Something happens to everyone.
July 05, 2024 · 6 mins · 1192 words
The question
“Why did this happen to me?” is the question we all have when something bad happens in our life. Since we’re the protagonists of our life it makes sense to wonder why something awful had to happen to us. Of course we know that bad things happen all the time, but when something bad happens to us we feel like it’s worth than what happens to others (I guess this is human nature).
The answer
Some thoughts
There are multiple ways to answer this question: philosophy, religion, psychology, personal experience, or math. In this post I want to approach this from a mathematical perspective. By looking at the numbers, I hope to get a different perspective and maybe gain some empathy.
Before going deep into the math let me outline my reasoning. First, there are a lot of things that can go wrong in life: illness, death, mental health problems, wars, natural disasters, etc. Since the list is long it makes sense that at least one of these things can happen to us. Then, on the other hand, the source of suffering is not always bad things happening to you, but it can be things happening to the ones you love. With these two factors combined it’s clear that at some point in your life you or someone you love will undergo through a tragic situation.
The math
Now we have a sketch of our solution, we only need to make some assumptions and put some numbers to get the concrete answer to the question. Let’s start with the assumptions
 Number of loved ones. Let’s assume that your circle of loved ones is composed by your family and your closest friends. Being Let’s assume a “standard” family: 2 parents + 1 sibling + 1 partner + 1 child + 2 parentsinlaw= 7 family members. And according to some research the average number of friends is around 4. This means that the number of loved ones in your life is around 11.
 Problems: here there’s a nonexhaustive list of “bad things” that can happen to you. I just gathered a couple of misfortunes as an example. Of course the list is longer than this one, but it’ll work as an example.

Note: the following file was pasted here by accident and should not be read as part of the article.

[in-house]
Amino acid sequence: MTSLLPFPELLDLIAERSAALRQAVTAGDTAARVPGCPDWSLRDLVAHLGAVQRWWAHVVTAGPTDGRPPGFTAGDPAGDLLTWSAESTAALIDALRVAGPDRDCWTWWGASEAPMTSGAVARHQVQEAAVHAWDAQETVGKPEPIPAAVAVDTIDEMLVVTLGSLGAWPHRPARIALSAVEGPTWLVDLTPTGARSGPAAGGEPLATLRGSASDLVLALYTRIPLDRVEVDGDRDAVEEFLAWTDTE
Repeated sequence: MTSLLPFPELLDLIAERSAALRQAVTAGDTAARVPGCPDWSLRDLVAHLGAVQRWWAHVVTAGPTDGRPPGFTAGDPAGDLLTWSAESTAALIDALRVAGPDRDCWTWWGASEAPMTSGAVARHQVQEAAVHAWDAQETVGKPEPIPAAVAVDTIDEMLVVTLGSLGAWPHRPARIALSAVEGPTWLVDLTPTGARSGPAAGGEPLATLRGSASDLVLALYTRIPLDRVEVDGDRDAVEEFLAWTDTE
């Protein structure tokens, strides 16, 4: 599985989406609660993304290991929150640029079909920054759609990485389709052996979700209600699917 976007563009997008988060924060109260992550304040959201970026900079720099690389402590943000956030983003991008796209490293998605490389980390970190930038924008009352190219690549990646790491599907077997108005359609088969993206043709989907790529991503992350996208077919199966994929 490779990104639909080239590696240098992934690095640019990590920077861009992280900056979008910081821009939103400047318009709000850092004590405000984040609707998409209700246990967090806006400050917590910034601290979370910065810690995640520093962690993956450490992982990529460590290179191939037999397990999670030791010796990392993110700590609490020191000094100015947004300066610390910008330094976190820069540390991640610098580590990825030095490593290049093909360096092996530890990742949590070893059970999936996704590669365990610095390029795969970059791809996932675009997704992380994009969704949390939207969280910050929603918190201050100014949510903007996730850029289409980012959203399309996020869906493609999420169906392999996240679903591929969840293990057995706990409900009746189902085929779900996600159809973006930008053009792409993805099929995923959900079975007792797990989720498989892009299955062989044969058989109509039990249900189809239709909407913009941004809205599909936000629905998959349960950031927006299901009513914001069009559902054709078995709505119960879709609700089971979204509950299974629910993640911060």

Cancer: the risk of having cancer is around 42%, and the risk of dying by cancer is around 18%. Source.
 Depression: depression risk is between 20% and 30%. Let’s assume it’s 25%. Source.
 Genetic issue: Approximately 1 in 21 people are affected by a genetic disorder classified as “rare”. Source. ^{1}.
 Young death: the probability of dying before 30 is around 2% in US. Source.
Disclaimer: the numbers reported here are global probabilities, which means that they vary from country to country. For instance, disgracefully, the probability of dying young in Japan is lower than in Somalia.
With these assumptions the probability of at least one of these things happening to you is
\[p_{\textrm{at least one bad thing}} = 1  \prod_{b} (1  p_{b})\]where $p_b$ is the probability of $b$ happening to you. Putting everything together
\[p_{\textrm{at least one bad thing}} = 1  (1  0.42) (1  0.25) (1  0.05) (1  0.02) = 0.60\]This means that the probability of at least one of these things happening to you is 60%, which is a lot.
But remember, bad things can also happen to the people we care about. We calculated earlier that the chance of something bad happening to any one person is 60%. Now, let’s consider your circle of 11 loved ones. What are the odds that at least one of them will experience something bad? We can calculate this as follows:
\[p_{\textrm{bad thing loved one}} = 1  (1  0.60)^{11} \approx 0.9999\]Wow, that’s a lot… around 99.99% probability of something bad happening to the people you love the most.
Even if we just focus on the probability of dying from cancer we get
\[p_{\textrm{loved one dies from cancer}} = 1  (10.18)^{11} = 0.89\]so the chances that a loved oned dies from cancer are very high.
And if we just consider the probability of getting a rare genetic disorder we get a 41% probability. And the probability of a loved one dying before 30 is 20%.
Empathy
This math exercise may seem cold and detached, but it has helped me to gain perspective and empathy. Realizing that nearly everyone will face significant challenges in life makes it easier to understand and connect with others’ struggles. It reminds us that suffering is a universal human experience, not a personal failing or unique misfortune. This understanding can foster compassion, both for ourselves and for those around us who may be silently battling their own difficulties. Sometimes we feel that other people lives are better than ours, and that we are facing unique challenges. But math show that’s not true. Everybody is fighting their fight. Something happens to everyone.

This might seem surprising, as 1 in 21 doesn’t sound rare. However, there are over 6000 known genetic disorders. So while having any genetic disorder is relatively common, having a specific one is still rare. It’s like rolling a 10000sided die  getting a number between 0 and 6000 is likely, but getting 2546 is rare. ↩